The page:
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Geoff Calkins

Geoff Calkins has been chronicling Memphis and Memphis sports for more than two decades. He is host of "The Geoff Calkins Show" from 9-11 a.m. M-F on 92.9 FM. Calkins has been named the best sports columnist in the country five times by the Associated Press sports editors, but still figures his best columns are about the people who make Memphis what it is.

Calkins: What happens when you take your 98- and 94-year-old parents to Disney? Magic, of course

By Published: April 11, 2019 3:51 PM CT

I was waiting at the Orlando airport when the text arrived. It was from my sister, Ellen, who was accompanying my parents on their flight to Orlando.

“We just landed,” the text said. “Dad had an incident on the plane. He lost the ability to control his tongue. We will be the first off the plane and will be met by EMTs.”

So what happens when you decide to take your 98- and 94-year-old parents to Disney?

<strong>Geoff Calkins</strong>

Geoff Calkins

The unexpected happens.

In all kinds of ways.

But you should know up front this story has a magical ending. It’s a Disney story. Of course it does.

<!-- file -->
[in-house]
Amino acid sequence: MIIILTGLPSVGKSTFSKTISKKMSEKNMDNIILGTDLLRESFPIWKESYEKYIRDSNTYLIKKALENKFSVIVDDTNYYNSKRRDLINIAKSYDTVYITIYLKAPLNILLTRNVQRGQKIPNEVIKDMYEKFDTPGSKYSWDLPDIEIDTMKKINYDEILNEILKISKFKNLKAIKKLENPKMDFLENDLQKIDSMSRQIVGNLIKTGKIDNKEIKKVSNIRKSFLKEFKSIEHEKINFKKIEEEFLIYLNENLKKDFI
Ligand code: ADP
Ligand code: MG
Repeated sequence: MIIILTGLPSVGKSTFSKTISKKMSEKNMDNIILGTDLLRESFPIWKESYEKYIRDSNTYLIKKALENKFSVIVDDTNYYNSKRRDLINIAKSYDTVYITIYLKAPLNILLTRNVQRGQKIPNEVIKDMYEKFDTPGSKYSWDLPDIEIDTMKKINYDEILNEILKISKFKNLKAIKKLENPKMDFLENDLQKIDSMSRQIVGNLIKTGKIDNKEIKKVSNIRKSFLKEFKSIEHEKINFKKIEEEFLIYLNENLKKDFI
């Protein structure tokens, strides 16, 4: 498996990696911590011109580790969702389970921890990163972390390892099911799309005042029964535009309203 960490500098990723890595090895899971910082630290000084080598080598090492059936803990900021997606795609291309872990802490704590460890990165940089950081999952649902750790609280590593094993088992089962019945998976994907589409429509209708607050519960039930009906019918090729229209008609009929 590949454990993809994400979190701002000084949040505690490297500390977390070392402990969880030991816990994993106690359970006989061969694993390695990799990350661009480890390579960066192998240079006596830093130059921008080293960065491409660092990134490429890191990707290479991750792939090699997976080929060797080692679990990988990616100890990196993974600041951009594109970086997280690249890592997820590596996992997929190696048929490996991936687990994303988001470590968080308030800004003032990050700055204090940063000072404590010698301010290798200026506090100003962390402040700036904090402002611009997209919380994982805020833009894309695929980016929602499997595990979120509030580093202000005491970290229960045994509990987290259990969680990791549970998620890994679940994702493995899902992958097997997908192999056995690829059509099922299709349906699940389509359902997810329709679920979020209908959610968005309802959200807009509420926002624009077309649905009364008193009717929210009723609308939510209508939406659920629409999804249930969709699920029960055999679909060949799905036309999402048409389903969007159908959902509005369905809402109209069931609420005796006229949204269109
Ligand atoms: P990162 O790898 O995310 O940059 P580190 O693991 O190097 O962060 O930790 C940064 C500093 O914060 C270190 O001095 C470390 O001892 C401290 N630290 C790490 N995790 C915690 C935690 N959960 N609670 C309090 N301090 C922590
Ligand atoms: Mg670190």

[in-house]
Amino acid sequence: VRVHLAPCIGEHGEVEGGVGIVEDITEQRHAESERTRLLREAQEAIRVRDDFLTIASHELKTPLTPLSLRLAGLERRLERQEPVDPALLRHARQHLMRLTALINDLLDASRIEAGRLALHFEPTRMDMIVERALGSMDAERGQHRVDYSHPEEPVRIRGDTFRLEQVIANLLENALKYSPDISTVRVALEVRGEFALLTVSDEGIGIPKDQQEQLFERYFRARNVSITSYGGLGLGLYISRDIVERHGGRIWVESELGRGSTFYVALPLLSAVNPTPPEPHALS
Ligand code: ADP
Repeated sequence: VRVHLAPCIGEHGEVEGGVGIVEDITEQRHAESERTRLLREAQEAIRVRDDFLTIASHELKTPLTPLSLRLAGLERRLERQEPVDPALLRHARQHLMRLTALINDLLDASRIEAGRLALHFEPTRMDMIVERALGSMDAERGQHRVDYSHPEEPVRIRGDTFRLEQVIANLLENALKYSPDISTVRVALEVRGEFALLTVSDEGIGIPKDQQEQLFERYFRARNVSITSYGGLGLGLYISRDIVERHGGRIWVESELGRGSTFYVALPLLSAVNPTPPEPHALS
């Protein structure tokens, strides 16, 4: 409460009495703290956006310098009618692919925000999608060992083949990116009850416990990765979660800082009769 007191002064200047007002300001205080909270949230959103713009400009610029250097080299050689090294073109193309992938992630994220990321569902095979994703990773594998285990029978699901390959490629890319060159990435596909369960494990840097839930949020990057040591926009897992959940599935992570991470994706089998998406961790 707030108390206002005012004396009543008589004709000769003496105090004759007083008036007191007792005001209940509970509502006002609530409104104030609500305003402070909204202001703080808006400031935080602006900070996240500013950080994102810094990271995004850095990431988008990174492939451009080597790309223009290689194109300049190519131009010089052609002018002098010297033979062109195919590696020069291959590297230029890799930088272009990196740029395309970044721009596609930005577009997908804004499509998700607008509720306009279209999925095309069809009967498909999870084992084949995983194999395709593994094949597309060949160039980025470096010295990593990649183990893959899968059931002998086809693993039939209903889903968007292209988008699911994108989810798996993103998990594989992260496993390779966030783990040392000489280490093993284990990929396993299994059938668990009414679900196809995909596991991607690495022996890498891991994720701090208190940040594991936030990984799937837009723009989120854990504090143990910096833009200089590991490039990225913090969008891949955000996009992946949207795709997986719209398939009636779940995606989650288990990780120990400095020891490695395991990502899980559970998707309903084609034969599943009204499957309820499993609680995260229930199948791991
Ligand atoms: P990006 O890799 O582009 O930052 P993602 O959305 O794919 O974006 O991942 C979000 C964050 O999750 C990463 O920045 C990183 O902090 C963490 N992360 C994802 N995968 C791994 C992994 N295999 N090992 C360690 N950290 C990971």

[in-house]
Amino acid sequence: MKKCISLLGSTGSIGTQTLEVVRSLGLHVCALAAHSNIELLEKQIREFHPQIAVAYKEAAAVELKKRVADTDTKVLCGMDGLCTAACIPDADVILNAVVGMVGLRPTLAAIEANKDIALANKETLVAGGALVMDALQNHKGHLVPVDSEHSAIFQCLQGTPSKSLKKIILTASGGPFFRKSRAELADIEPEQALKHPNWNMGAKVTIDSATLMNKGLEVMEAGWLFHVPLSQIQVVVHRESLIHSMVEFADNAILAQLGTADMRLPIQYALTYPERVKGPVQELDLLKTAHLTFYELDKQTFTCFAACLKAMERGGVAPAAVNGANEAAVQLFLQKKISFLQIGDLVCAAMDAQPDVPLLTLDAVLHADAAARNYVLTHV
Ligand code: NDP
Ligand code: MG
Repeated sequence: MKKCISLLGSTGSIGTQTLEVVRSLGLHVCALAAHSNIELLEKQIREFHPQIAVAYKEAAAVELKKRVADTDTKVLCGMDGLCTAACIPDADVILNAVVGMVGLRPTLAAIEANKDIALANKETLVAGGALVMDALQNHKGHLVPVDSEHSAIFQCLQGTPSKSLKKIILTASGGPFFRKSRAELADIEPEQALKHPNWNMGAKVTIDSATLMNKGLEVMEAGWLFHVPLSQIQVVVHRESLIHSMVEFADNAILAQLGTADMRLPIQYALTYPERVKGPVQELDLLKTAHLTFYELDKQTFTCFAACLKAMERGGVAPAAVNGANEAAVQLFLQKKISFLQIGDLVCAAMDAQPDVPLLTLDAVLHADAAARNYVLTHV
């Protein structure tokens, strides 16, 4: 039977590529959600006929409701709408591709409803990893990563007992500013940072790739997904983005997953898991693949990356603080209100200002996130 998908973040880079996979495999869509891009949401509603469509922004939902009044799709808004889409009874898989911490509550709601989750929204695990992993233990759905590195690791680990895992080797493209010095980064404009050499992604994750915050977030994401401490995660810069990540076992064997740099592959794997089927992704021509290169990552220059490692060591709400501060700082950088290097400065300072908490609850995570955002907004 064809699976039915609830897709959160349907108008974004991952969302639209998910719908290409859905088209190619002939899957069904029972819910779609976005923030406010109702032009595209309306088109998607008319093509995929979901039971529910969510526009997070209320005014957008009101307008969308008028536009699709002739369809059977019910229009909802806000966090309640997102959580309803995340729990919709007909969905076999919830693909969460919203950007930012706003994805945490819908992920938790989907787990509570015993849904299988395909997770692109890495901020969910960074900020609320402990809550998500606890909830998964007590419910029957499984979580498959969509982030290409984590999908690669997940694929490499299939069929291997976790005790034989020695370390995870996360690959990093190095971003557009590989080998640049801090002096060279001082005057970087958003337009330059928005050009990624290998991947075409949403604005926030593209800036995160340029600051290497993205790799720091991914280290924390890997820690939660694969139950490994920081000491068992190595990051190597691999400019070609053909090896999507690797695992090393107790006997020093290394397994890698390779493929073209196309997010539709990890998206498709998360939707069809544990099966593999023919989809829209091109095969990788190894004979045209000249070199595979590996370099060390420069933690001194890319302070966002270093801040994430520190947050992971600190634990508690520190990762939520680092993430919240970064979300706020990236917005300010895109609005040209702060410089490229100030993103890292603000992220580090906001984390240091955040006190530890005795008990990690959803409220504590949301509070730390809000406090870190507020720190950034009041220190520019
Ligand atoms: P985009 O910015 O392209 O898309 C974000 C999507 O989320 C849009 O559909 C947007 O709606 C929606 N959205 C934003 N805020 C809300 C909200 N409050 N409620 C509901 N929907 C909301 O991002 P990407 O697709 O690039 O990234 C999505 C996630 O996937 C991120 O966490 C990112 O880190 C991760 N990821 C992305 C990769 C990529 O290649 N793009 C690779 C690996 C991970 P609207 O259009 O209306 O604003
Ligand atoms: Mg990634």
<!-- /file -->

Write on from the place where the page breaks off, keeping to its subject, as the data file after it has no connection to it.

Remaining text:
Mom's safari

The story begins in the big, red brick farmhouse in a small town outside Buffalo, N.Y., where I grew up as the eighth of the nine Calkins kids.

My mother, Virginia Calkins, actually carried 11 pregnancies to term. The first and third children were stillborn. Maybe that’s why Mom kept having more. She’s stubborn that way.

Mom became a doctor when that wasn’t something many women did. She met my father – Evan Calkins, who is also a doctor – when she was a medical student at Johns Hopkins. But Mom’s career was never her priority. She worked part-time at a psychiatric hospital so she could be home by the time we all piled off the school bus. When the state turned the psychiatric hospital into a prison, she cheerfully became a prison doctor.

Mom believed in letting us follow our interests, wherever they might lead. For my sister, Lucy, that meant getting a pet monkey. For me, that meant getting a pet raccoon. When I was diagnosed with leukemia in the third grade, Mom lugged a typewriter into the hospital every day so she could type up stories I would dictate. That’s how my life as a storyteller began.

The house was always full, and not just with the nine of us. Mom arranged for three exchange students – one from the Netherlands, one from Switzerland, one from Costa Rica – to spend full years at our house. We took in three local kids for six months when their parents were killed in a car wreck. Dad would organize everyone to do farm chores on the weekends. We built a sheep house from scratch. We split logs for the kitchen wood stove.